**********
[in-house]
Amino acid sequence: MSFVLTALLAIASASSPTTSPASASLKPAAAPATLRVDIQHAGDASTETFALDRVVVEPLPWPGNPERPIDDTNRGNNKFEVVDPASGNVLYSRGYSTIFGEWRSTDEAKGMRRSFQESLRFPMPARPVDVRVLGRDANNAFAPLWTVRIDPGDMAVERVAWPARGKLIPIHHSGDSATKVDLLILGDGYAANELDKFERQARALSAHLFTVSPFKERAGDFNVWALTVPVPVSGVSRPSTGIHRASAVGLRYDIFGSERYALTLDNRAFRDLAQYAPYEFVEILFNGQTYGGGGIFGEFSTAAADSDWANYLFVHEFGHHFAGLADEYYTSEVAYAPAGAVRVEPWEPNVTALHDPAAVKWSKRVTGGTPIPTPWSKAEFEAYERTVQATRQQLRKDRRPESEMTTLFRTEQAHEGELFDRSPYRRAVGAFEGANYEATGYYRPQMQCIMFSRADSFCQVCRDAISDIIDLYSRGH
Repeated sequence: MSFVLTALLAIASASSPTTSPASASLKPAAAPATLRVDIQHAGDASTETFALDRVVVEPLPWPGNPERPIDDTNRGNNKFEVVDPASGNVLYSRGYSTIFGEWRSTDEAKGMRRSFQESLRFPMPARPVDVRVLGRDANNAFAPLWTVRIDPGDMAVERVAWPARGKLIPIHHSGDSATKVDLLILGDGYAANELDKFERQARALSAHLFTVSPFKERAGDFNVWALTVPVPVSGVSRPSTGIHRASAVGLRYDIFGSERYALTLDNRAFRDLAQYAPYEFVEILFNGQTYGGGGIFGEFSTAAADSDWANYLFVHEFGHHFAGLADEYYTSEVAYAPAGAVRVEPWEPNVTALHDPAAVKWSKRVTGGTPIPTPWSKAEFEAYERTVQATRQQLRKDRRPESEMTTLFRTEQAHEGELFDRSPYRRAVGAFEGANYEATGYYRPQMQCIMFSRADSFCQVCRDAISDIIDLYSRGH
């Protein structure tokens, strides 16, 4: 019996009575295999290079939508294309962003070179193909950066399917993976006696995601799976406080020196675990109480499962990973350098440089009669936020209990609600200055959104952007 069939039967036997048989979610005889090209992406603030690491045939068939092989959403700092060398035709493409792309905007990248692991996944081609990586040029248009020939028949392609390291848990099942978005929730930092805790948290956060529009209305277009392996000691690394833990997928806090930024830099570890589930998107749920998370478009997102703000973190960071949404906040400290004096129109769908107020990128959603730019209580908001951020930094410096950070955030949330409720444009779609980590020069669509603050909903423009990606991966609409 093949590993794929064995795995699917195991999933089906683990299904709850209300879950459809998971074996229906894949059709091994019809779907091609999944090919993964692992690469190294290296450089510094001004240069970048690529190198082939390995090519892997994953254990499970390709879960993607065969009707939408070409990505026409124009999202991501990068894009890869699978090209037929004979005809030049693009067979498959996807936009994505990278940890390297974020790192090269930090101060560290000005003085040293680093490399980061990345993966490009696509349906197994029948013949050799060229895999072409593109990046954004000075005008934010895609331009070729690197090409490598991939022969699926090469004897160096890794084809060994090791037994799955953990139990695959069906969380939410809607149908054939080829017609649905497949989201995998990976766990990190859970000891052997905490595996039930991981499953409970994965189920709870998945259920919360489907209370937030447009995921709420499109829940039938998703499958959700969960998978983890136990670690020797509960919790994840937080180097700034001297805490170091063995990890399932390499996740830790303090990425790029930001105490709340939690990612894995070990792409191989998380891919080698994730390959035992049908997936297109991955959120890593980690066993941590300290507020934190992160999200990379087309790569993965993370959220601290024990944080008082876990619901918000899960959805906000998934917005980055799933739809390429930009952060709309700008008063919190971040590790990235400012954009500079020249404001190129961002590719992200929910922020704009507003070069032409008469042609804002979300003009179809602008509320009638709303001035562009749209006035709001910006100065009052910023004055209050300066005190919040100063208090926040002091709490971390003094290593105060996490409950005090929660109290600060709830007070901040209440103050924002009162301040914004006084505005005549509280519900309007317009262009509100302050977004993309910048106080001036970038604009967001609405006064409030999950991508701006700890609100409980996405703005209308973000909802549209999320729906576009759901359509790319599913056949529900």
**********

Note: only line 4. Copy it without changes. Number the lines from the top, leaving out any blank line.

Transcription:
């Protein structure tokens, strides 16, 4: 019996009575295999290079939508294309962003070179193909950066399917993976006696995601799976406080020196675990109480499962990973350098440089009669936020209990609600200055959104952007 069939039967036997048989979610005889090209992406603030690491045939068939092989959403700092060398035709493409792309905007990248692991996944081609990586040029248009020939028949392609390291848990099942978005929730930092805790948290956060529009209305277009392996000691690394833990997928806090930024830099570890589930998107749920998370478009997102703000973190960071949404906040400290004096129109769908107020990128959603730019209580908001951020930094410096950070955030949330409720444009779609980590020069669509603050909903423009990606991966609409 093949590993794929064995795995699917195991999933089906683990299904709850209300879950459809998971074996229906894949059709091994019809779907091609999944090919993964692992690469190294290296450089510094001004240069970048690529190198082939390995090519892997994953254990499970390709879960993607065969009707939408070409990505026409124009999202991501990068894009890869699978090209037929004979005809030049693009067979498959996807936009994505990278940890390297974020790192090269930090101060560290000005003085040293680093490399980061990345993966490009696509349906197994029948013949050799060229895999072409593109990046954004000075005008934010895609331009070729690197090409490598991939022969699926090469004897160096890794084809060994090791037994799955953990139990695959069906969380939410809607149908054939080829017609649905497949989201995998990976766990990190859970000891052997905490595996039930991981499953409970994965189920709870998945259920919360489907209370937030447009995921709420499109829940039938998703499958959700969960998978983890136990670690020797509960919790994840937080180097700034001297805490170091063995990890399932390499996740830790303090990425790029930001105490709340939690990612894995070990792409191989998380891919080698994730390959035992049908997936297109991955959120890593980690066993941590300290507020934190992160999200990379087309790569993965993370959220601290024990944080008082876990619901918000899960959805906000998934917005980055799933739809390429930009952060709309700008008063919190971040590790990235400012954009500079020249404001190129961002590719992200929910922020704009507003070069032409008469042609804002979300003009179809602008509320009638709303001035562009749209006035709001910006100065009052910023004055209050300066005190919040100063208090926040002091709490971390003094290593105060996490409950005090929660109290600060709830007070901040209440103050924002009162301040914004006084505005005549509280519900309007317009262009509100302050977004993309910048106080001036970038604009967001609405006064409030999950991508701006700890609100409980996405703005209308973000909802549209999320729906576009759901359509790319599913056949529900």